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Conférence (01/04/2014)

Trends in vegetation productivity and seasonality for Namaqualand, South Africa between 1986 and 2011: an approach combining remote sensing and repeat photography

par Claire Davis, Climate Studies, Modelling and Environmental Change, Natural Resources and Environment, CSIR – Stellenbosch, South Africa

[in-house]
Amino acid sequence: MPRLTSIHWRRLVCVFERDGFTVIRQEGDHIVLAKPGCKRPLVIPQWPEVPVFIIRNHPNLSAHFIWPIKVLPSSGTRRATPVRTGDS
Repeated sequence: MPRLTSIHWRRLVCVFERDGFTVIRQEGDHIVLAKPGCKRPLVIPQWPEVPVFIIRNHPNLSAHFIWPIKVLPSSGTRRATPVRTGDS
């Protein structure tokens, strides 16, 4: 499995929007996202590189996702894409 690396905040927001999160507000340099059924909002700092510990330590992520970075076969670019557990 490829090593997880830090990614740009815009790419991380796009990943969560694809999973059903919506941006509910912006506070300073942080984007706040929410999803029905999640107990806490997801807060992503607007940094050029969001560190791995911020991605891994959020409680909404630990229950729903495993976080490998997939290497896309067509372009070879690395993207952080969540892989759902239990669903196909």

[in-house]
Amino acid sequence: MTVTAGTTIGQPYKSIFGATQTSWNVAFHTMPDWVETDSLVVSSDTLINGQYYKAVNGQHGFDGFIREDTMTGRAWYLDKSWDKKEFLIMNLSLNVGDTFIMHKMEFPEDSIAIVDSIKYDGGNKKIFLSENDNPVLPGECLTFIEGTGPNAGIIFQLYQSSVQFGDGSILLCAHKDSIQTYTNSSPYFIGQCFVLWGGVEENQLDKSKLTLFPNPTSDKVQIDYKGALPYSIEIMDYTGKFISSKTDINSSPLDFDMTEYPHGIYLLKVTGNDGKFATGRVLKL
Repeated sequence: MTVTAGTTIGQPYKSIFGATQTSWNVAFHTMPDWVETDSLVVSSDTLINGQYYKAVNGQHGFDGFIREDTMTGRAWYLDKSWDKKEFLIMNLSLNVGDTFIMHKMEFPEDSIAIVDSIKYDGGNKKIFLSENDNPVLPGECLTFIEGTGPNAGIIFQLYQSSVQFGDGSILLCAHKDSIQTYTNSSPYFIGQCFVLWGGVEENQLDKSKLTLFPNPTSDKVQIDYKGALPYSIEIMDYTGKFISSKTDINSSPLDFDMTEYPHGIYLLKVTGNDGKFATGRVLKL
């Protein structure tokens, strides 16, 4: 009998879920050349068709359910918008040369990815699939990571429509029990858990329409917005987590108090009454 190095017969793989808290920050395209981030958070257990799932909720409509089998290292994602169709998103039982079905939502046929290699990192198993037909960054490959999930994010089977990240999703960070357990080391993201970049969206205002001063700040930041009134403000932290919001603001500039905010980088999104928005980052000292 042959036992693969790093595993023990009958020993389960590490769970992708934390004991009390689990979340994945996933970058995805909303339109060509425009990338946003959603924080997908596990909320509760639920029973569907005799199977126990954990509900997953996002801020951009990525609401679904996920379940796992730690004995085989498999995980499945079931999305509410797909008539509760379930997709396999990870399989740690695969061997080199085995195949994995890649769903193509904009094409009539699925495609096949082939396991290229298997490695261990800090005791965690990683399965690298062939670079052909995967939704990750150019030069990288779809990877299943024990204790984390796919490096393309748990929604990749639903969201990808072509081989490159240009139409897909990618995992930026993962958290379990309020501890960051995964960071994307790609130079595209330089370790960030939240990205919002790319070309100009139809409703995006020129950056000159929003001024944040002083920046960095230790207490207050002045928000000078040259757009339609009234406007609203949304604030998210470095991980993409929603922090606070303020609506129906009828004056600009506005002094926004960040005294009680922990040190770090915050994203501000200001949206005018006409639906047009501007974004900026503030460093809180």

Understanding the rate and extent of historical vegetation change in Namaqualand in response to local drivers, such as livestock grazing and climatic variability, is required as it provides the necessary benchmarks against which future changes can be assessed. An accurate determination of the extent of vegetation change in Namaqualand over time remains a challenge. Not only does the region cover a large, bio-climatically diverse area but the lack of long-term observations and scientific data makes reliable reconstruction difficult. Remotely sensed vegetation indices in combination with historical repeat photography are utilised in this study in order to effectively determine the critical pathways of vegetation change in Namaqualand. This study presents a unique approach in the sense that it employs multi-source and multi-temporal data to assess vegetation change over time. A comprehensive set of archival images taken since 1876 (Hoffman & Rohde 2010) was utilised in order to understand vegetation change in Namaqualand over long time scales from decades to centuries. Spatially-explicit time series analysis of remotely sensed vegetation indices and satellite-derived vegetation phenology were used to assess more recent changes in vegetation cover over the last 25 years. This study offers new insights into the spatial patterns and inter-annual variability of vegetation productivity and seasonality of Namaqualand. The results demonstrate a trend towards improved vegetation cover and composition with a clear shift in dominance from annual to perennial cover. Furthermore, combining information from both repeat photographs and remote sensing provide the best description and interpretation of landscape-scale vegetation change.

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